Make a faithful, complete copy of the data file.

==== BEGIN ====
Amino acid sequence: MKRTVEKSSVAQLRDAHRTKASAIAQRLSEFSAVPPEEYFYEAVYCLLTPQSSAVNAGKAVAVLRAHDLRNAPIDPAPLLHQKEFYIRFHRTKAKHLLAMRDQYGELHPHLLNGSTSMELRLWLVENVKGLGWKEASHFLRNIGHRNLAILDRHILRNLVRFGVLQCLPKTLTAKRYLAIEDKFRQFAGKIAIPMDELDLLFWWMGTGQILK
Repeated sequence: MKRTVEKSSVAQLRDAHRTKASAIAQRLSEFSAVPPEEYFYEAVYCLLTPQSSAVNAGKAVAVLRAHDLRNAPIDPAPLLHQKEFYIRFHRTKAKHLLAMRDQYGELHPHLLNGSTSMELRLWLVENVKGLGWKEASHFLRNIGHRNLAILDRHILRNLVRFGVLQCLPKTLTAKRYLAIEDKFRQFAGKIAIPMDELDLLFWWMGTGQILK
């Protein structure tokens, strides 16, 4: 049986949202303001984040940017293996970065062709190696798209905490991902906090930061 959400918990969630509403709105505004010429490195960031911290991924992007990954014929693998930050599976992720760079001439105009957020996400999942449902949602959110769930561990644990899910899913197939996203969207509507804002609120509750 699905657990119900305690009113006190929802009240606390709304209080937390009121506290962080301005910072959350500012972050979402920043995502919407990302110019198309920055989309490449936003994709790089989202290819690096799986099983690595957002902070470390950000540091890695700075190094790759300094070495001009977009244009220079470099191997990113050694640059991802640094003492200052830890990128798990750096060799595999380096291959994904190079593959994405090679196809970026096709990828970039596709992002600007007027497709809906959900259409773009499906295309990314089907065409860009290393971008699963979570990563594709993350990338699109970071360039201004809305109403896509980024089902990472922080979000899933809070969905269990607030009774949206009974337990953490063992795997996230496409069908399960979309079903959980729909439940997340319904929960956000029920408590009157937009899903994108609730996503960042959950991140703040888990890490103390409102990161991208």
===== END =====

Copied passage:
Amino acid sequence: MKRTVEKSSVAQLRDAHRTKASAIAQRLSEFSAVPPEEYFYEAVYCLLTPQSSAVNAGKAVAVLRAHDLRNAPIDPAPLLHQKEFYIRFHRTKAKHLLAMRDQYGELHPHLLNGSTSMELRLWLVENVKGLGWKEASHFLRNIGHRNLAILDRHILRNLVRFGVLQCLPKTLTAKRYLAIEDKFRQFAGKIAIPMDELDLLFWWMGTGQILK
Repeated sequence: MKRTVEKSSVAQLRDAHRTKASAIAQRLSEFSAVPPEEYFYEAVYCLLTPQSSAVNAGKAVAVLRAHDLRNAPIDPAPLLHQKEFYIRFHRTKAKHLLAMRDQYGELHPHLLNGSTSMELRLWLVENVKGLGWKEASHFLRNIGHRNLAILDRHILRNLVRFGVLQCLPKTLTAKRYLAIEDKFRQFAGKIAIPMDELDLLFWWMGTGQILK
């Protein structure tokens, strides 16, 4: 049986949202303001984040940017293996970065062709190696798209905490991902906090930061 959400918990969630509403709105505004010429490195960031911290991924992007990954014929693998930050599976992720760079001439105009957020996400999942449902949602959110769930561990644990899910899913197939996203969207509507804002609120509750 699905657990119900305690009113006190929802009240606390709304209080937390009121506290962080301005910072959350500012972050979402920043995502919407990302110019198309920055989309490449936003994709790089989202290819690096799986099983690595957002902070470390950000540091890695700075190094790759300094070495001009977009244009220079470099191997990113050694640059991802640094003492200052830890990128798990750096060799595999380096291959994904190079593959994405090679196809970026096709990828970039596709992002600007007027497709809906959900259409773009499906295309990314089907065409860009290393971008699963979570990563594709993350990338699109970071360039201004809305109403896509980024089902990472922080979000899933809070969905269990607030009774949206009974337990953490063992795997996230496409069908399960979309079903959980729909439940997340319904929960956000029920408590009157937009899903994108609730996503960042959950991140703040888990890490103390409102990161991208």